Found 4 items, similar to leading.
English → Indonesian
English → Indonesian
English → English
adj 1: indicating the most important performer or role; “the
; “prima ballerina”
; “prima donna”
star figure skater”
; “the starring role”
; “a stellar
; “a stellar performance”
2: going or proceeding or going in advance; showing the way;
“we rode in the leading car”
; “the leading edge of
3: greatest in importance or degree or significance or
achievement; “our greatest statesmen”
; “the country's
; “a preeminent archeologist”
4: having the leading position or higher score in a contest;
“he is ahead by a pawn”
; “the leading team in the pennant
, in the lead
5: purposefully formulated to elicit a desired response; “a
n 1: thin strip of metal used to separate lines of type in
printing [syn: lead
2: the activity of leading; “his leadership inspired the team”
English → English
(l[e^]d), v. t. [imp. & p. p. Leaded
; p. pr. & vb.
1. To cover, fill, or affect with lead; as, continuous firing
leads the grooves of a rifle.
2. (Print.) To place leads between the lines of; as, to lead
a page; leaded matter.
(l[=e]d), v. t. [imp. & p. p. Led
(l[e^]d); p. pr.
& vb. n. Leading
.] [OE. leden, AS. l[=ae]dan (akin to OS.
l[=e]dian, D. leiden, G. leiten, Icel. le[imac][eth]a, Sw.
leda, Dan. lede), properly a causative fr. AS. li[eth]an to
go; akin to OHG. l[imac]dan, Icel. l[imac][eth]a, Goth.
lei[thorn]an (in comp.). Cf. Lode
1. To guide or conduct with the hand, or by means of some
physical contact or connection; as, a father leads a
child; a jockey leads a horse with a halter; a dog leads a
If a blind man lead a blind man, both fall down in
the ditch. --Wyclif
They thrust him out of the city, and led him unto
the brow of the hill. --Luke iv. 29.
In thy right hand lead with thee
The mountain nymph, sweet Liberty. --Milton.
2. To guide or conduct in a certain course, or to a certain
place or end, by making the way known; to show the way,
esp. by going with or going in advance of. Hence,
figuratively: To direct; to counsel; to instruct; as, to
lead a traveler; to lead a pupil.
The Lord went before them by day in a pillar of a
cloud, to lead them the way. --Ex. xiii.
He leadeth me beside the still waters. --Ps. xxiii.
This thought might lead me through the world's vain
Content, though blind, had I no better guide.
3. To conduct or direct with authority; to have direction or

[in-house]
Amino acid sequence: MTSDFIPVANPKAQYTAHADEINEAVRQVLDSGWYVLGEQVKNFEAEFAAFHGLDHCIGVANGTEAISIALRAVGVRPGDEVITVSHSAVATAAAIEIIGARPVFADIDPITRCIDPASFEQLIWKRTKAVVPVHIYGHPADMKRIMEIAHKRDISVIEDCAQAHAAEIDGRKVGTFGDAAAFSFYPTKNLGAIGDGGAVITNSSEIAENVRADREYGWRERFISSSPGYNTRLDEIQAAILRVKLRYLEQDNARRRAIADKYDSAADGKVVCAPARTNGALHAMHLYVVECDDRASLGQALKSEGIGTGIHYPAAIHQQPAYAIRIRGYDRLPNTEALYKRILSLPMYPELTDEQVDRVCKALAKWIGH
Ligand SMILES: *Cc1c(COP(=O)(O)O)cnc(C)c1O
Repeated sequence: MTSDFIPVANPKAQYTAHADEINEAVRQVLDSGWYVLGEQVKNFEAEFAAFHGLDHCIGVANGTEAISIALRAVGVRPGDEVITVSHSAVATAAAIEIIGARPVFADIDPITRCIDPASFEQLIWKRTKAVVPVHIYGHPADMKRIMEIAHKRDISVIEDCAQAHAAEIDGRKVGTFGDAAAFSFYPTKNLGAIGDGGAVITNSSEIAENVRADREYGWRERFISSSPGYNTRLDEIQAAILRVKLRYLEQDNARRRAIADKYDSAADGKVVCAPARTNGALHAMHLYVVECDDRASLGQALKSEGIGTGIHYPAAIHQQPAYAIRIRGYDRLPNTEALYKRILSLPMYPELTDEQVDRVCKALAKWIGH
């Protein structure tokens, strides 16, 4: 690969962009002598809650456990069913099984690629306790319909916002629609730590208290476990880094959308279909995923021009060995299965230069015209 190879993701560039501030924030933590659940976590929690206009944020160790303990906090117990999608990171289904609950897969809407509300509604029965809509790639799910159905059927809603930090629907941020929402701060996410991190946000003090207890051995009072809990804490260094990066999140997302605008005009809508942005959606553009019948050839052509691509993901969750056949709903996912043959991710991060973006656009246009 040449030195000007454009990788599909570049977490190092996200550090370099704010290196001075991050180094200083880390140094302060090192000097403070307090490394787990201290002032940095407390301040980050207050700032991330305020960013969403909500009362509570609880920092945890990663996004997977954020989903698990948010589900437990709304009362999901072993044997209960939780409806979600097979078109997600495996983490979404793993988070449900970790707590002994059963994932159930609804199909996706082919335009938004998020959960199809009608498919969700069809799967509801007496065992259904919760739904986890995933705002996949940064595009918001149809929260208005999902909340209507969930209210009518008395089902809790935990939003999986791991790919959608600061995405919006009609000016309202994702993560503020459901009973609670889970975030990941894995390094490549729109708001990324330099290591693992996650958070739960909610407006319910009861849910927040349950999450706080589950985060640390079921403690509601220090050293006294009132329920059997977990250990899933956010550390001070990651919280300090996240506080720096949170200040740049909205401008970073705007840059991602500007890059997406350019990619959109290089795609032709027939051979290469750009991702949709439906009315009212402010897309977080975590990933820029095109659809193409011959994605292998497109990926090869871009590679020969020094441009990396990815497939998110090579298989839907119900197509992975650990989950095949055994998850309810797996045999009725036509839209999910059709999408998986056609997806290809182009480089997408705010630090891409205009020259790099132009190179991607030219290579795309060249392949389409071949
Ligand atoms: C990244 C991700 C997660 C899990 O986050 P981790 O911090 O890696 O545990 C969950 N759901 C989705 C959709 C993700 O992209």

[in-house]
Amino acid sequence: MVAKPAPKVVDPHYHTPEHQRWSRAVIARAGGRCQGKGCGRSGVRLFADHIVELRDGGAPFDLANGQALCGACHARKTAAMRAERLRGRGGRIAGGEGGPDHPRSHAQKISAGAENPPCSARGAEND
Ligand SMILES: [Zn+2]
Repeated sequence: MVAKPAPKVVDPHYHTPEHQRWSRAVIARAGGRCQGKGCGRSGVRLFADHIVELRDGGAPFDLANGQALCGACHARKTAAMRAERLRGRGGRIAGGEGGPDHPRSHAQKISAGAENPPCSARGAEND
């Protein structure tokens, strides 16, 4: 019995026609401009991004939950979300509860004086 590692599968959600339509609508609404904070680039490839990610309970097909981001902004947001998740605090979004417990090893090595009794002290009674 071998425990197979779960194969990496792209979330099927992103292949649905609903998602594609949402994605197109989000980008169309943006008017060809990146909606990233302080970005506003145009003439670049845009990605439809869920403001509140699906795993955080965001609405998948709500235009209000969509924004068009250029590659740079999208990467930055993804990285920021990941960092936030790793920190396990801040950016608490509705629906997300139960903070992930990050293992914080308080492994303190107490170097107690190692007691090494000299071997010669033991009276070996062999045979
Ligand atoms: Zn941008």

charge of; as, to lead an army, an exploring party, or a
search; to lead a political party.
Christ took not upon him flesh and blood that he
might conquer and rule nations, lead armies, or
possess places. --South.
4. To go or to be in advance of; to precede; hence, to be
foremost or chief among; as, the big sloop led the fleet
of yachts; the Guards led the attack; Demosthenes leads
the orators of all ages.
As Hesperus, that leads the sun his way. --Fairfax.
And lo ! Ben Adhem's name led all the rest. --Leigh
5. To draw or direct by influence, whether good or bad; to
prevail on; to induce; to entice; to allure; as, to lead
one to espouse a righteous cause.
He was driven by the necessities of the times, more
than led by his own disposition, to any rigor of
Silly women, laden with sins, led away by divers
lusts. --2 Tim. iii.
6 (Rev. Ver.).
6. To guide or conduct one's self in, through, or along (a
certain course); hence, to proceed in the way of; to
follow the path or course of; to pass; to spend. Also, to
cause (one) to proceed or follow in (a certain course).
That we may lead a quiet and peaceable life. --1
Tim. ii. 2.
Nor thou with shadowed hint confuse
A life that leads melodious days. --Tennyson.
You remember . . . the life he used to lead his wife
and daughter. --Dickens.
7. (Cards & Dominoes) To begin a game, round, or trick, with;
as, to lead trumps; the double five was led.
To lead astray
, to guide in a wrong way, or into error; to
seduce from truth or rectitude.
To lead captive
, to carry or bring into captivity.
To lead the way
, to show the way by going in front; to act
as guide. --Goldsmith.
Guiding; directing; controlling; foremost; as, a leading
motive; a leading man; a leading example. -- Lead"ing*ly
(Law), a reported decision which has come to
be regarded as settling the law of the question involved.
[a translation of G. leitmotif] (Mus.), a
guiding theme; in the musical drama of Wagner, a marked
melodic phrase or short passage which always accompanies
the reappearance of a certain person, situation, abstract
idea, or allusion in the course of the play; a sort of
musical label. Also called leitmotif
(Mus.), the seventh note or tone in the
ascending major scale; the sensible note.
, a question so framed as to guide the
person questioned in making his reply.
, strings by which children are supported
when beginning to walk.
To be in leading strings
, to be in a state of infancy or
dependence, or under the guidance of others.
, a wheel situated before the driving wheels
of a locomotive engine.
1. The act of guiding, directing, governing, or enticing;
2. Suggestion; hint; example. [Archaic] --Bacon.